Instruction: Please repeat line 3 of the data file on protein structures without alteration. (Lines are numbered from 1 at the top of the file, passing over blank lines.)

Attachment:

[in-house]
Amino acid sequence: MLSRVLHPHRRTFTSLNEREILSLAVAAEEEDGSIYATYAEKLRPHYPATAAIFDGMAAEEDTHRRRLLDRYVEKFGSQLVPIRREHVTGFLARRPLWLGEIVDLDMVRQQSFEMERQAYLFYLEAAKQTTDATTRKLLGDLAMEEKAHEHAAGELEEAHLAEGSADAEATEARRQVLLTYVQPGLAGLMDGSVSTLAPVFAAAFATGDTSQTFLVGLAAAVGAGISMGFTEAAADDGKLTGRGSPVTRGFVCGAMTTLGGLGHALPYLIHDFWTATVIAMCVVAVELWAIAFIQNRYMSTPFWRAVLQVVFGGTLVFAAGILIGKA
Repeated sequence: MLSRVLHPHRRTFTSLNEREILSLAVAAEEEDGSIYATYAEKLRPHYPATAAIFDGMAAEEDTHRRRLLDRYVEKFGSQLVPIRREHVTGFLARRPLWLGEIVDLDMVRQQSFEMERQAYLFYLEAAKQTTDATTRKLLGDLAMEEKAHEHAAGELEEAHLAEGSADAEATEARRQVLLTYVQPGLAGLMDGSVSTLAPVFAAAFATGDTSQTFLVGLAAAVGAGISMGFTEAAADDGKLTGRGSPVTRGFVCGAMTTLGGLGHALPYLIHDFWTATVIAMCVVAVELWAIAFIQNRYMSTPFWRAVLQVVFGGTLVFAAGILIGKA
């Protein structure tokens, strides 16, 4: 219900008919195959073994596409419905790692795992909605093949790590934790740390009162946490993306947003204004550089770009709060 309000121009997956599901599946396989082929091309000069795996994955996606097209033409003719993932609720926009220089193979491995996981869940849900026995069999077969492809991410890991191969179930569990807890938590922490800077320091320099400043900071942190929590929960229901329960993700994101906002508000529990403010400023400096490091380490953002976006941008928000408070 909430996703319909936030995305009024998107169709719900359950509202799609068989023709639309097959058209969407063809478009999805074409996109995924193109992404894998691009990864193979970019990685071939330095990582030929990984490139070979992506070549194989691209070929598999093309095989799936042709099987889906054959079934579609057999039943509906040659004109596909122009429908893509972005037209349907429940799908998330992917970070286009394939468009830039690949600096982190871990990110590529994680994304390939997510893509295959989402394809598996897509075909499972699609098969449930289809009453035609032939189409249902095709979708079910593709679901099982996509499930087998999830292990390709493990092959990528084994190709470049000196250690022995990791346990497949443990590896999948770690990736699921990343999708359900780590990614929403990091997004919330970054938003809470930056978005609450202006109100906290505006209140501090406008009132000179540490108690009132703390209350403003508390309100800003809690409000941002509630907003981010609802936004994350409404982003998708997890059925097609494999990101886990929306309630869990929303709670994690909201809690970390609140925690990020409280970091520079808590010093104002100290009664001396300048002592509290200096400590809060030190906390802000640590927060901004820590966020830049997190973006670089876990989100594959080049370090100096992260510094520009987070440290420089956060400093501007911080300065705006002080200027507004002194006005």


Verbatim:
Repeated sequence: MLSRVLHPHRRTFTSLNEREILSLAVAAEEEDGSIYATYAEKLRPHYPATAAIFDGMAAEEDTHRRRLLDRYVEKFGSQLVPIRREHVTGFLARRPLWLGEIVDLDMVRQQSFEMERQAYLFYLEAAKQTTDATTRKLLGDLAMEEKAHEHAAGELEEAHLAEGSADAEATEARRQVLLTYVQPGLAGLMDGSVSTLAPVFAAAFATGDTSQTFLVGLAAAVGAGISMGFTEAAADDGKLTGRGSPVTRGFVCGAMTTLGGLGHALPYLIHDFWTATVIAMCVVAVELWAIAFIQNRYMSTPFWRAVLQVVFGGTLVFAAGILIGKA